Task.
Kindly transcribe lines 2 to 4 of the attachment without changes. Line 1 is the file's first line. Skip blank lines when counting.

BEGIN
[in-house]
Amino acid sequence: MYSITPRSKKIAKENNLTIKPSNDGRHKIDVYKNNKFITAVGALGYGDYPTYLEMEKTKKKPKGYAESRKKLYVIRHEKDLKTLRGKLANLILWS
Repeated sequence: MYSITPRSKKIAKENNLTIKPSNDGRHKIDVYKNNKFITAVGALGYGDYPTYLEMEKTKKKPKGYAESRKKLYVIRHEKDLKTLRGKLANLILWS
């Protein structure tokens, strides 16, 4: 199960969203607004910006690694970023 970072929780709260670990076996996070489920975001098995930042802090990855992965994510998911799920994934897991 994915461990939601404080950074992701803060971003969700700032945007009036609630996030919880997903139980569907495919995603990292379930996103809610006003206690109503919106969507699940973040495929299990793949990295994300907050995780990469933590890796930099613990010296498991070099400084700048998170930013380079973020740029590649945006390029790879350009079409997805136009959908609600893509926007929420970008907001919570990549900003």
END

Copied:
Amino acid sequence: MYSITPRSKKIAKENNLTIKPSNDGRHKIDVYKNNKFITAVGALGYGDYPTYLEMEKTKKKPKGYAESRKKLYVIRHEKDLKTLRGKLANLILWS
Repeated sequence: MYSITPRSKKIAKENNLTIKPSNDGRHKIDVYKNNKFITAVGALGYGDYPTYLEMEKTKKKPKGYAESRKKLYVIRHEKDLKTLRGKLANLILWS
């Protein structure tokens, strides 16, 4: 199960969203607004910006690694970023 970072929780709260670990076996996070489920975001098995930042802090990855992965994510998911799920994934897991 994915461990939601404080950074992701803060971003969700700032945007009036609630996030919880997903139980569907495919995603990292379930996103809610006003206690109503919106969507699940973040495929299990793949990295994300907050995780990469933590890796930099613990010296498991070099400084700048998170930013380079973020740029590649945006390029790879350009079409997805136009959908609600893509926007929420970008907001919570990549900003």